Love and Justice equals Freedom is a short tribute to my friend, singer, song writer, busker and Keep Streets Live¹ campaigner Jonny Walker, whose life was celebrated at Leeds Minster on 20 April 2018.
It is not often I find myself emotional in a public place, however the passing of Jonny Walker and the memorial service at Leeds Minster was one of those occasions. True greatness is not defined in life, it is defined in eternity. This truism speaks volumes to the love that we all held for Jonny in his life and the love and justice that is held for him now he is at peace.
Jonny was like a comet, fiery and alive, an intense beauty, a force of pure nature, something that you look up to and wonder, how have you come into being, why are you here, where are you going, where have you come from, what mysteries have you seen and what are you about to reveal to us? Nobody owns a comet, it is totally free to be what it is meant to be. Nobody owns Jonny Walker, that was his genius.
For some people their souls are simply too big for their bodies. As we gathered (over 1000+ from across the world) at his memorial service, everyone had a story of how Jonny had touched their lives. His music, his live streaming of his busking sessions, his personal attention to a friends need, his love for his children, his private concerts for those in Hospice care, his passion for freedom and justice on the streets. Jonny was in every regard a post modern, folk hero, live and direct to your living room from whatever street he happened to be performing on. For the detractors Jonny was just a busker, to those with insight, intelligence and compassion he was a prophet from the margins of our society where the great unwashed live and breathe and have their being.
Over the years I have had the privilege to meet and know a number of truly great people. People of whom it can be said that they transcend their vocation and embody and symbolise something much greater than themselves. Jonny’s passion for freedom of artistic expression on the streets of Great Britain came to embody this for hundreds, if not thousands of buskers and street performers around the country. I am not a busker, nor would anyone want me to perform on the streets as I do not possess such rare and raw talent. Yet like so many members of the general public who walk up and down the streets of Britain every day, to be entertained by the myriad of talent that our country possesses is a joy and brings great joy. The fact that town and city councils seem unaware of this remains a mystery. The use of public protection orders to control and regulate street performers, criminalise homelessness and crack down on what is interpreted as anti-social behaviour speaks volumes to how our country is systematically being controlled in the hands of elite bureaucrats and servants of political self interest. We often joked about public protection orders being brought in to protect society from the bureaucrats and politicians given their systemic anti-social behaviour.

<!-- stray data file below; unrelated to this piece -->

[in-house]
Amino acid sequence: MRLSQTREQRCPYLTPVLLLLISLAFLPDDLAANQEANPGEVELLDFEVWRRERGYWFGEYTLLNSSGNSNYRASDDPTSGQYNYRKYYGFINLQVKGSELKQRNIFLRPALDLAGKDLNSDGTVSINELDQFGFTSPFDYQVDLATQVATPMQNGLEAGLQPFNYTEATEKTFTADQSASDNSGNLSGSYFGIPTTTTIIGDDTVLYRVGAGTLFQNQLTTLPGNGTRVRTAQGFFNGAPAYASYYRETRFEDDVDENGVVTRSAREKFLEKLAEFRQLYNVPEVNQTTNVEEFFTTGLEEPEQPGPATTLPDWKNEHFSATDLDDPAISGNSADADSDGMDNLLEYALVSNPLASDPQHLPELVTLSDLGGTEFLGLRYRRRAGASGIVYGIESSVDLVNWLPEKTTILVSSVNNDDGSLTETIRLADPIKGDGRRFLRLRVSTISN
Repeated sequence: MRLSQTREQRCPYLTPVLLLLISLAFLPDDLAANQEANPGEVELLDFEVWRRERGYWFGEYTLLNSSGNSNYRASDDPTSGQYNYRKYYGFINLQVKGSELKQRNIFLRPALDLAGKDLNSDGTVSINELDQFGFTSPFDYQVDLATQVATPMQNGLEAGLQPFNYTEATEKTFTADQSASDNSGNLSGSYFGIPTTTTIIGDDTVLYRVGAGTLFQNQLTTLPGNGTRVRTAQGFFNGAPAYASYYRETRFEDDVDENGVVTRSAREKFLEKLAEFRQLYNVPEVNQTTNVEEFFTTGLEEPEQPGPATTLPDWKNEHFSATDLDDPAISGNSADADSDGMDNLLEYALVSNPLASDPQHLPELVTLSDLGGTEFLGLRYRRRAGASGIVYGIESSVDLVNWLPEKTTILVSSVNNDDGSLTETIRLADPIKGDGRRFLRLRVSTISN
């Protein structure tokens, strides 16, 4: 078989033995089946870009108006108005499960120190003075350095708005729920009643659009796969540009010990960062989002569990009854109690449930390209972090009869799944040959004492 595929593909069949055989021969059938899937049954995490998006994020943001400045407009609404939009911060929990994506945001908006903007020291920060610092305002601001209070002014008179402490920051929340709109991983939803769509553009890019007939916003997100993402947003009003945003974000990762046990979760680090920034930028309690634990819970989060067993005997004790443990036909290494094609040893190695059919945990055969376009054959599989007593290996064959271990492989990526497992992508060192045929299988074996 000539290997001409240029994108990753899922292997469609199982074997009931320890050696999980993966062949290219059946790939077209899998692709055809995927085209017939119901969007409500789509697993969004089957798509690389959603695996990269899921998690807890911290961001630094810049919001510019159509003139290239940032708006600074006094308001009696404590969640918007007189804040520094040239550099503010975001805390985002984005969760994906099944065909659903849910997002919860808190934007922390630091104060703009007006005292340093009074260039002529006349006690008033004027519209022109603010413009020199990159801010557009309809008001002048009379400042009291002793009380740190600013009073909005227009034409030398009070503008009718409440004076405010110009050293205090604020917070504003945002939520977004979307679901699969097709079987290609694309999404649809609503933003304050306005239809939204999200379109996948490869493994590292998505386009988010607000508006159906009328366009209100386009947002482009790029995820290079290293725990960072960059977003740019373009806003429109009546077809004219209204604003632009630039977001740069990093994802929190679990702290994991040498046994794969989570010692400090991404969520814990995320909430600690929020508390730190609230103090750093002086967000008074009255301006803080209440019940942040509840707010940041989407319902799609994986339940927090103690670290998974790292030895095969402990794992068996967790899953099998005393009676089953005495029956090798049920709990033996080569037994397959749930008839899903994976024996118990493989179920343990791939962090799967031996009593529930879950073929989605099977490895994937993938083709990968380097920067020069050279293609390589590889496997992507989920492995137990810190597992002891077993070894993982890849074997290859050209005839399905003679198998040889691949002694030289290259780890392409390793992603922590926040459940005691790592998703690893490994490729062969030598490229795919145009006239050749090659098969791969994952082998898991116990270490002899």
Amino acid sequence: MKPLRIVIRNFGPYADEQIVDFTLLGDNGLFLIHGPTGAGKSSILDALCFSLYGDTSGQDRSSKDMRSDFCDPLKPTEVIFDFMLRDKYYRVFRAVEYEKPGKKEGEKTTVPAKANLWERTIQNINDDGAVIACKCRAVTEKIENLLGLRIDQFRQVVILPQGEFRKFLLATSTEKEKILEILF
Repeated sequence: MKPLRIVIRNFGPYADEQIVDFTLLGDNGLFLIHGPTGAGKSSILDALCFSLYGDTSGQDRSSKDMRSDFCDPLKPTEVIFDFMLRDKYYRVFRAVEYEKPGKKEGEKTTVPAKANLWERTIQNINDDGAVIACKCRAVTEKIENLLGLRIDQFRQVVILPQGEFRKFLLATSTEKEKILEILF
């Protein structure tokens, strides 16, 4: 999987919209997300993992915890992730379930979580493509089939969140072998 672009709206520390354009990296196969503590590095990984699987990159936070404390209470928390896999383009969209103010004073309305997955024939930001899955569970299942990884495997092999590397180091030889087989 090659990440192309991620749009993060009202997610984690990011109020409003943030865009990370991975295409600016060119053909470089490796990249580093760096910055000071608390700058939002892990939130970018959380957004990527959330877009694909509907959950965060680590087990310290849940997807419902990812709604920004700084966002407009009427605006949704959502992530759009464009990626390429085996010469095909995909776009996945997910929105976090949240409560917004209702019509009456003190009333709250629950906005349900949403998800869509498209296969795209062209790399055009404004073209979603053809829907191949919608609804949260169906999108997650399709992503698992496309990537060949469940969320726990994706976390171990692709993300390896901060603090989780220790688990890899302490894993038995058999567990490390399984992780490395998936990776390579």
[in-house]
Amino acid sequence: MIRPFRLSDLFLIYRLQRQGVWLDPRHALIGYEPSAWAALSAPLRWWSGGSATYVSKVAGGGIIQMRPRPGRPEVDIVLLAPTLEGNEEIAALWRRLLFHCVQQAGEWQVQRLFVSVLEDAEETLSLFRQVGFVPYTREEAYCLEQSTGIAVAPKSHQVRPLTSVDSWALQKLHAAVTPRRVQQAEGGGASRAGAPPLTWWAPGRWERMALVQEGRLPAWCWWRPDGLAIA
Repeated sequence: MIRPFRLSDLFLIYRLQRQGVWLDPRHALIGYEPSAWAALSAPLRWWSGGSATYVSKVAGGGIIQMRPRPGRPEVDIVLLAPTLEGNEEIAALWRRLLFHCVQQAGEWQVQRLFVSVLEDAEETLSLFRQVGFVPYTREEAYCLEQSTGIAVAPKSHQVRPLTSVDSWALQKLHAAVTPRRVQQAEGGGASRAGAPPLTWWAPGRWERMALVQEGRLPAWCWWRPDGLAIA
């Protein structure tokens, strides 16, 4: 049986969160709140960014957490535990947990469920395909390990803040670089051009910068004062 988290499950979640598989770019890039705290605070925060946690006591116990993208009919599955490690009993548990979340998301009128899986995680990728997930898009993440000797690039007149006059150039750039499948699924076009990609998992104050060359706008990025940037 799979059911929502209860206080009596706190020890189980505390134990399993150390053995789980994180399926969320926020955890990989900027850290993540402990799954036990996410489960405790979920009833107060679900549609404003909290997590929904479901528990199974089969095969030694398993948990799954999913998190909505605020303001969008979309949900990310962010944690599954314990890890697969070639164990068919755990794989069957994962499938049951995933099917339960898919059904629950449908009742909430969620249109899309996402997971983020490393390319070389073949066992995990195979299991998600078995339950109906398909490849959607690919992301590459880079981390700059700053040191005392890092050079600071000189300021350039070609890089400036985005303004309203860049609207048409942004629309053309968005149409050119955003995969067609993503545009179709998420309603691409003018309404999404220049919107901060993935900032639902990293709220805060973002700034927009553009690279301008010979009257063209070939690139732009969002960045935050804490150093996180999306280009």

Jonny and I would talk at extraordinary lengths – boy did he have the capacity to talk – about many things. But principally we would talk about the passion of his heart ‘Freedom’. For freedom to flourish in the land, two ingredients are necessary, love and justice. Jonny pursued social justice and inclusion like a man possessed, yet his obvious commitment to this pursuit was fuelled by the idea of the greater good, namely genuine freedom. A freedom rooted in a God who transcends the narrow constraints of religion, politics and cultural conservatism. Jonny was at his best when he was free to be himself and love those who were seen to be unlovable. For me Jonny embodied the very heart of who God is, for God is Love unconditionally. Conversely he was at his most pained when the pressures of the world and relationships sought to curtail this freedom of love and expression through the asinine channels of conservative cultural conventions, rampant materialism and the manipulation of facts to serve personal or political gain. There was a child like innocence in his inability to grasp why people and systems are so nasty and dehumanising to other people. This innocence is a rare gem todays world, Jonny was a rare gem.
The first time I met Jonny was at a meeting of friends in London were we had gathered to discuss the implications of the Brexit vote on the future of our country and communities. Alongside his tears and what he saw as a politically futile act, he read to us Y B Yeats poem The Second Coming. The following words struck me deeply;
Turning and turning in the widening gyre
The falcon cannot hear the falconer;
Things fall apart; the centre cannot hold;
Mere anarchy is loosed upon the world,
The blood-dimmed tide is loosed, and everywhere
The ceremony of innocence is drowned;
The best lack all conviction, whilst the worst
Are full of passionate intensity.
It may just be that the best of us, now need to gird up our best convictions, as Jonny did, and make our mark on the world for the common good of all.
Travel well my friend, I look forward to meeting you when it is my turn to follow on. Maybe you can show me your favourite pitch in the presence of Love and Justice and we will not have to talk about freedom anymore.
¹The Keep Streets Live website is currently out of date, given Jonny’s death. The family will be looking to relaunch the campaign in honour of Jonny in the near future.